Washerwoman

by Oonah V. Joslin


Did you think life was all
apple blossom running wild in orchards?

Those were never your apples,
my rosy girl.

Maybe I should have told you.
Maybe I should have taken your childhood dreams
wrapped in new Indian muslin
cobweb thin,
feather light,
tossed them to the wind
and made you understand the benefits of
a well-to-do husband.
But why?

Those were never your apples.

Your hands were never going to be kid-gloved and cream
arranging blossoms.
You hide them in the pockets of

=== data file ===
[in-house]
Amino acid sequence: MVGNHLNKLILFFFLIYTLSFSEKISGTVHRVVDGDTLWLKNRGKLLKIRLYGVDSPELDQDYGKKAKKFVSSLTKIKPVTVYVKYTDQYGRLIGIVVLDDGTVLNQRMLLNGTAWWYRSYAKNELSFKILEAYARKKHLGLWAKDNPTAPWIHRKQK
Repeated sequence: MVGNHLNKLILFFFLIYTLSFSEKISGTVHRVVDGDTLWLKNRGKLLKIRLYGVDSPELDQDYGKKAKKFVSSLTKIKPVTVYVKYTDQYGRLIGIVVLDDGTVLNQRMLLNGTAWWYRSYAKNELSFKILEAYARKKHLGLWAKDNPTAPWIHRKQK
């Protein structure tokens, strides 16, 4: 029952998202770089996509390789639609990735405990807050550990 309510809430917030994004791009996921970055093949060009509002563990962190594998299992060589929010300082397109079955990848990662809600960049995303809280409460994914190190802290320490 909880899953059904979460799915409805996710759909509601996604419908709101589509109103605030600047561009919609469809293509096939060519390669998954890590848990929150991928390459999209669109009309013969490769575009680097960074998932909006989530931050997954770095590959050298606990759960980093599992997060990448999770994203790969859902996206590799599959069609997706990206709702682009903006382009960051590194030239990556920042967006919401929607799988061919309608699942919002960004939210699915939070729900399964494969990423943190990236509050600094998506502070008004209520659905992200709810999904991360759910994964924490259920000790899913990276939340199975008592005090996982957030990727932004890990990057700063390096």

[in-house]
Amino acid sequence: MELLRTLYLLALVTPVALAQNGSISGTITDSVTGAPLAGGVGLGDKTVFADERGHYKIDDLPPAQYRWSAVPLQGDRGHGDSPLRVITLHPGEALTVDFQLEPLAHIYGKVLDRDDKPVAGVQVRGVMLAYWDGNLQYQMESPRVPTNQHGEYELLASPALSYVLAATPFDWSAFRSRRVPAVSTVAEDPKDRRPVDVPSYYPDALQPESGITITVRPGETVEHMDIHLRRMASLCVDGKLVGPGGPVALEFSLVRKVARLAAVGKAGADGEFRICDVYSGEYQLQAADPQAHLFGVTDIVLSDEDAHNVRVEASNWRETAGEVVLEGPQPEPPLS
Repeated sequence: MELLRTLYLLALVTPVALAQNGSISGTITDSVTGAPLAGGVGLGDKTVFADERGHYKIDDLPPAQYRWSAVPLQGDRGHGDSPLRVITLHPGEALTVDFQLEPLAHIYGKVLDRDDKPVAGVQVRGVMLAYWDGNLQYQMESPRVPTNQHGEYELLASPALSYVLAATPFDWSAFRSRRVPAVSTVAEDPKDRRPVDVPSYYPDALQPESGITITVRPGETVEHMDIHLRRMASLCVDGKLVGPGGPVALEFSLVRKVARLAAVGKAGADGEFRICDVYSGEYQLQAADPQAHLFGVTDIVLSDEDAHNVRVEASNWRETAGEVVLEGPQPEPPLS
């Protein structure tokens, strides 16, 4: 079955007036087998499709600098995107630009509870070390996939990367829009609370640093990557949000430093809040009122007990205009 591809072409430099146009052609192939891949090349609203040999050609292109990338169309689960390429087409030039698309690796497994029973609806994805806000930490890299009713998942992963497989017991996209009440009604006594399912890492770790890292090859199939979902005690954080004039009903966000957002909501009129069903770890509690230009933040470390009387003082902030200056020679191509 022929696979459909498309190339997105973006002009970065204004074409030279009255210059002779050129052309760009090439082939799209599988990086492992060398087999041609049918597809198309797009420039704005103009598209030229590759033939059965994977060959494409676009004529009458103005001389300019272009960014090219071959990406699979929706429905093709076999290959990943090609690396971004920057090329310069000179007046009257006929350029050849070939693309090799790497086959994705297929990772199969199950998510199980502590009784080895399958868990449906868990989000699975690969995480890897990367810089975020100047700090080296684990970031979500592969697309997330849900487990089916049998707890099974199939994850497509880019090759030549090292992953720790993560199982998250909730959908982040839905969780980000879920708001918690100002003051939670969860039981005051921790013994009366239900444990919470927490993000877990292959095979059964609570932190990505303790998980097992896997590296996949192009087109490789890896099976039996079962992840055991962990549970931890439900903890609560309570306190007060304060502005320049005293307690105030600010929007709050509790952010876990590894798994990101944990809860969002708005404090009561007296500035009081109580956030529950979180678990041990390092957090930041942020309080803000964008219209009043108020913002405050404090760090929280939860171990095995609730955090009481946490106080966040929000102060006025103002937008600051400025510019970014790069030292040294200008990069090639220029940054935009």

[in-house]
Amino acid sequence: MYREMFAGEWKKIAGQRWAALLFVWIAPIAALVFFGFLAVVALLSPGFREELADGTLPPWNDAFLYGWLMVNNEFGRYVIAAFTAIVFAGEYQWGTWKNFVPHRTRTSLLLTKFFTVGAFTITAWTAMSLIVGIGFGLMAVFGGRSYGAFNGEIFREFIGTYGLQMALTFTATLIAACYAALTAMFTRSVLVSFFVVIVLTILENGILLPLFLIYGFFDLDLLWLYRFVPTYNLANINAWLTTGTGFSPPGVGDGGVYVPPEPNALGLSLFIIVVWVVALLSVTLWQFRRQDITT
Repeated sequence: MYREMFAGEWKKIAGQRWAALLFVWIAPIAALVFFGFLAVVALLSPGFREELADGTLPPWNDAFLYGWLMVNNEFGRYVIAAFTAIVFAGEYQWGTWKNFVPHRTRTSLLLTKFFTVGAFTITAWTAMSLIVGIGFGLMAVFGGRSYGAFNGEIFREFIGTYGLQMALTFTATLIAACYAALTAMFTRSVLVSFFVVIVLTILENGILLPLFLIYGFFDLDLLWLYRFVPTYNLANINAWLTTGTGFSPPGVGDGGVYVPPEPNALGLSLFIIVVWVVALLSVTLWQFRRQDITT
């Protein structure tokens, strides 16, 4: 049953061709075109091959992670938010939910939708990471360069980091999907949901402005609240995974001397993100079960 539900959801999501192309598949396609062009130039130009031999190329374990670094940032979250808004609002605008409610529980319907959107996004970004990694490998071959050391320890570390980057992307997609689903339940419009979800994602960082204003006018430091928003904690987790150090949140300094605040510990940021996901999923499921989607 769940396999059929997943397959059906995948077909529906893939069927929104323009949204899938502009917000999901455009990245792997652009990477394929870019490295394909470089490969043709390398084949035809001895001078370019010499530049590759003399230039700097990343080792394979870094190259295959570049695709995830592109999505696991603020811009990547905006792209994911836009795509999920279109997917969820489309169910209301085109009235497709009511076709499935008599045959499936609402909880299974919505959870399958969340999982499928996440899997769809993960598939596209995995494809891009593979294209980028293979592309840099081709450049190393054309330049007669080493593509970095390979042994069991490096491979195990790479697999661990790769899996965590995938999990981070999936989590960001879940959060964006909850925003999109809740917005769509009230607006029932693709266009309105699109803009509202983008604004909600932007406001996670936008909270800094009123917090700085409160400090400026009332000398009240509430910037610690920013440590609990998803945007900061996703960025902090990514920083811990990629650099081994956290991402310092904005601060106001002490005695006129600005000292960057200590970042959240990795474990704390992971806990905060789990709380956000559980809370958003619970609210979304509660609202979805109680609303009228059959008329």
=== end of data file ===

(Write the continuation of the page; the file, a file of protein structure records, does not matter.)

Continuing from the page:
your plain grey dress because they are so often
swollen red from the fruits of worthy labour.

Tomorrow is church again and starchy hymns that
tell us of our place on earth, my rosy girl.

But next spring when you rise to birdsong
you will wrap in a rough wool blanket
that child within
all rosy-cheeked.

These are your apples and the fruits of your labour.

And when the half-door
peeling green paint from the steaming copper
closes on winter,
will you be like me?

Sit and knit and wonder?
Watch mice feed beneath the blackened range
and take your leisure?


Copyright © 2011 by Oonah V. Joslin

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